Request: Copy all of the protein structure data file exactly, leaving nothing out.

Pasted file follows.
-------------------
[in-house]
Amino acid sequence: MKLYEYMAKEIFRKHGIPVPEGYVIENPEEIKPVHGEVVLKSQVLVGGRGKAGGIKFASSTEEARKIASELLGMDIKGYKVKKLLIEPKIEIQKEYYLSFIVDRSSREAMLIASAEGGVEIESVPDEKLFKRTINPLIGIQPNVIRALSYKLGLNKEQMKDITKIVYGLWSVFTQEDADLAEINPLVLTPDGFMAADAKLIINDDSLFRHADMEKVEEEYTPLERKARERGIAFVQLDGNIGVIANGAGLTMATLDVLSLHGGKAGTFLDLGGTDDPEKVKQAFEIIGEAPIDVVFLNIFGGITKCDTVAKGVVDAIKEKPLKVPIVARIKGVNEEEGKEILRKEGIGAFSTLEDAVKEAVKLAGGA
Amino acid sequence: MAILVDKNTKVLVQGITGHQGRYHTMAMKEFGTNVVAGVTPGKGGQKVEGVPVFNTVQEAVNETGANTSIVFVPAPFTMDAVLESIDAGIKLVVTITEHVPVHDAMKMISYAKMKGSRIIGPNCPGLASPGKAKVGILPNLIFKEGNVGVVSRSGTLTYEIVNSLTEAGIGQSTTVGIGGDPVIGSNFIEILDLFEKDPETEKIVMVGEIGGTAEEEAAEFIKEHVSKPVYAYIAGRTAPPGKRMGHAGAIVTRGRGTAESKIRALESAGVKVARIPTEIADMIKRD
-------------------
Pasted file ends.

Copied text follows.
[in-house]
Amino acid sequence: MKLYEYMAKEIFRKHGIPVPEGYVIENPEEIKPVHGEVVLKSQVLVGGRGKAGGIKFASSTEEARKIASELLGMDIKGYKVKKLLIEPKIEIQKEYYLSFIVDRSSREAMLIASAEGGVEIESVPDEKLFKRTINPLIGIQPNVIRALSYKLGLNKEQMKDITKIVYGLWSVFTQEDADLAEINPLVLTPDGFMAADAKLIINDDSLFRHADMEKVEEEYTPLERKARERGIAFVQLDGNIGVIANGAGLTMATLDVLSLHGGKAGTFLDLGGTDDPEKVKQAFEIIGEAPIDVVFLNIFGGITKCDTVAKGVVDAIKEKPLKVPIVARIKGVNEEEGKEILRKEGIGAFSTLEDAVKEAVKLAGGA
Amino acid sequence: MAILVDKNTKVLVQGITGHQGRYHTMAMKEFGTNVVAGVTPGKGGQKVEGVPVFNTVQEAVNETGANTSIVFVPAPFTMDAVLESIDAGIKLVVTITEHVPVHDAMKMISYAKMKGSRIIGPNCPGLASPGKAKVGILPNLIFKEGNVGVVSRSGTLTYEIVNSLTEAGIGQSTTVGIGGDPVIGSNFIEILDLFEKDPETEKIVMVGEIGGTAEEEAAEFIKEHVSKPVYAYIAGRTAPPGKRMGHAGAIVTRGRGTAESKIRALESAGVKVARIPTEIADMIKRD